Guatemala 1530-1648

Pangan, 1530: Beginning of the Tribute from the Annals of the Cakchiquel 


Death of Pedro Alvarado

During this year heavy tribute was imposed. Gold was contributed to Tunatiuh [Pedro Alvarado]; 400 men and 400 women were delivered to him to be sent to wash gold. All the people extracted the gold. Four hundred men and 400 women were contributed to work in Pangan on the construction of the city, by order of Tunatiuh. Al this we ourselves saw, oh, my sons!

-Jonathan Fried, et al., ed., Guatemala in Rebellion: Unfinished History, 15

Guatemala, 1560: The Plague


Plague victims

An anonymous Cakchiquel historian is shivering while writing. Fever overtakes the body, the enormity of destruction overtakes the mind. Both cause the body to quake. Writing it down… to remember…

Little by little it arrived here. In truth a fearful death fell on our heads… Many families [succumbed] to the plague. Now the people were overcome by intense cold and fever, blood came out of the noses, then came the cough growing worse and worse, the neck was twisted, and small and large sores broke out on them. The disease attacked everyone here. On the day of Circumcision [January 1, 1560], a Monday, while I was writing, I was attacked by the epidemic.

-Jonathan Fried, et al., ed., Guatemala in Rebellion: Unfinished History, 15-16

Kingdom of Guatemala, 1648: The System of Repartimiento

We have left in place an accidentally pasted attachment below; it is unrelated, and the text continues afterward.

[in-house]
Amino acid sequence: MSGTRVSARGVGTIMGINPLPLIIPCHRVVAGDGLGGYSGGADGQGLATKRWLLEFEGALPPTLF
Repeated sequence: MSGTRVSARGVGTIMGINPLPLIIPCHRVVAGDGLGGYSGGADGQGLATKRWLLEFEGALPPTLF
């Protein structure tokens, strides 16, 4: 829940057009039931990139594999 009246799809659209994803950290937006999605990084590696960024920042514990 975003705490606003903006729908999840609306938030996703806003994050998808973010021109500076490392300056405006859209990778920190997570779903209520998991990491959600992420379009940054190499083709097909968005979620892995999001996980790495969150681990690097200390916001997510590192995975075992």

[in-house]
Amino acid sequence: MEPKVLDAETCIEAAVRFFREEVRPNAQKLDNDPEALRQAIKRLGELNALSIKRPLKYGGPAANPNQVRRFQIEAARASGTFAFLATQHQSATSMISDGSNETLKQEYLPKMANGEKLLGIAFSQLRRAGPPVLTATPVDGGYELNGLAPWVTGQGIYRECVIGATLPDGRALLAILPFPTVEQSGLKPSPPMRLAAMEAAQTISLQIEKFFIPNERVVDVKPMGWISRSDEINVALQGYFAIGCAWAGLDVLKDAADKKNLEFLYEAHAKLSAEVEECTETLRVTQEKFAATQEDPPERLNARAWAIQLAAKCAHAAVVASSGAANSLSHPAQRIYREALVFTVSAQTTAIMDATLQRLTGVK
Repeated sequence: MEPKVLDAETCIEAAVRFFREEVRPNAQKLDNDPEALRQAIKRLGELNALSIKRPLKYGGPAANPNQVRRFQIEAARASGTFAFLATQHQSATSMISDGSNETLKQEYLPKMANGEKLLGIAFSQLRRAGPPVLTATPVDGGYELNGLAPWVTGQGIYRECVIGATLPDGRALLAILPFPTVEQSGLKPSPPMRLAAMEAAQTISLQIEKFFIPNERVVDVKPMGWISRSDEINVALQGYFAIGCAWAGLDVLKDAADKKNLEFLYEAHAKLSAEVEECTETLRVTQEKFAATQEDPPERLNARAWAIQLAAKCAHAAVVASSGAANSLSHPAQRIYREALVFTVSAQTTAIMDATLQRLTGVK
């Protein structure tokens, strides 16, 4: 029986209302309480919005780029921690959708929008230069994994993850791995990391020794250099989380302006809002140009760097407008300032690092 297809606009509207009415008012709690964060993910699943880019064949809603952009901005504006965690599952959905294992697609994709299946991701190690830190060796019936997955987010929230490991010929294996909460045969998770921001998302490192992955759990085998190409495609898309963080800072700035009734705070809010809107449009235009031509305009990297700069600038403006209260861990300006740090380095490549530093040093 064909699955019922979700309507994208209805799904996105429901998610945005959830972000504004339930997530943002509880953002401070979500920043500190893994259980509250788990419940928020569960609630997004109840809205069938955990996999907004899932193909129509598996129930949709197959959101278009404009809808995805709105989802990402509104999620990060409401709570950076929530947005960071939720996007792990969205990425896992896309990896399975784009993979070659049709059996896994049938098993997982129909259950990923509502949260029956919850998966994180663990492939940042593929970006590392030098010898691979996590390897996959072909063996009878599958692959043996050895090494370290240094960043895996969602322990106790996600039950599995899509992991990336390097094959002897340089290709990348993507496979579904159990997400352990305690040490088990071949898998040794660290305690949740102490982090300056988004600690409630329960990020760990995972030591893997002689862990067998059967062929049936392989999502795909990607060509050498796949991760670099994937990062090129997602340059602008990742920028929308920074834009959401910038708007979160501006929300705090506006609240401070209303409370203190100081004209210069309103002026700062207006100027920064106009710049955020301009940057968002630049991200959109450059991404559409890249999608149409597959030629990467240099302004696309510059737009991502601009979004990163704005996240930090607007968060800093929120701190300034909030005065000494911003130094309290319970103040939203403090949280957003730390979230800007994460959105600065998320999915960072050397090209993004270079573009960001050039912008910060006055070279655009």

In the 1540’s and 1550’s, the Dominicans removed the indigenous from their traditional homes and nearer to the Spanish settlements. In this way it was easier to use them for repartimiento labor. Thomas Gage, a Dominican friar, writes a century later what this “cheap and lazy way” of colonial living has done to the native population:

It would grieve a Christian’s heart to see how by some cruel Spaniards in that week’s service those poor wretches are wronged and abused [Indians were partitioned or “shared” by the week]; some visiting their wives at home, whilst their poor husbands are digging and delving; others whipping them for their slow working; others wounding them with their swords, or breaking their heads for some reasonable and well grounded reason in their own behalf; others stealing from their tools; others cheating them of half; others of all their wages…


-Jonathan Fried, et al., ed., Guatemala in Rebellion: Unfinished History, 21

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